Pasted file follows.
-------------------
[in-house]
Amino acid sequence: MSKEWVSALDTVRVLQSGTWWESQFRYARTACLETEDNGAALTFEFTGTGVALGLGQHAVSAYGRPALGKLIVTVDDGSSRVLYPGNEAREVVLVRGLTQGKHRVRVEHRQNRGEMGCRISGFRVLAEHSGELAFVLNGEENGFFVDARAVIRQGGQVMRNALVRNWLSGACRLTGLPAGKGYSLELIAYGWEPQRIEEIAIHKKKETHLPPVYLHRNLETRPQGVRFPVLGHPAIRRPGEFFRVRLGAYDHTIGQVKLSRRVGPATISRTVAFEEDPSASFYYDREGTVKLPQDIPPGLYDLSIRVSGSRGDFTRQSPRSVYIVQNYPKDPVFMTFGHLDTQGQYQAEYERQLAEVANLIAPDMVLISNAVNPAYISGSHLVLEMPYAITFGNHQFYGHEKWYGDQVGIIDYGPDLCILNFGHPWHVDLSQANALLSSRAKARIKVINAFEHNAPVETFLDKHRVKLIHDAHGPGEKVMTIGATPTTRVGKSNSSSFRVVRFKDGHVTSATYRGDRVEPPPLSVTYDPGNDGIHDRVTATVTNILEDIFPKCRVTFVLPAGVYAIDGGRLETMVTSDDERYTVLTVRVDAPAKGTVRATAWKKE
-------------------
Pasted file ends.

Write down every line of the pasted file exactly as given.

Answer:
[in-house]
Amino acid sequence: MSKEWVSALDTVRVLQSGTWWESQFRYARTACLETEDNGAALTFEFTGTGVALGLGQHAVSAYGRPALGKLIVTVDDGSSRVLYPGNEAREVVLVRGLTQGKHRVRVEHRQNRGEMGCRISGFRVLAEHSGELAFVLNGEENGFFVDARAVIRQGGQVMRNALVRNWLSGACRLTGLPAGKGYSLELIAYGWEPQRIEEIAIHKKKETHLPPVYLHRNLETRPQGVRFPVLGHPAIRRPGEFFRVRLGAYDHTIGQVKLSRRVGPATISRTVAFEEDPSASFYYDREGTVKLPQDIPPGLYDLSIRVSGSRGDFTRQSPRSVYIVQNYPKDPVFMTFGHLDTQGQYQAEYERQLAEVANLIAPDMVLISNAVNPAYISGSHLVLEMPYAITFGNHQFYGHEKWYGDQVGIIDYGPDLCILNFGHPWHVDLSQANALLSSRAKARIKVINAFEHNAPVETFLDKHRVKLIHDAHGPGEKVMTIGATPTTRVGKSNSSSFRVVRFKDGHVTSATYRGDRVEPPPLSVTYDPGNDGIHDRVTATVTNILEDIFPKCRVTFVLPAGVYAIDGGRLETMVTSDDERYTVLTVRVDAPAKGTVRATAWKKE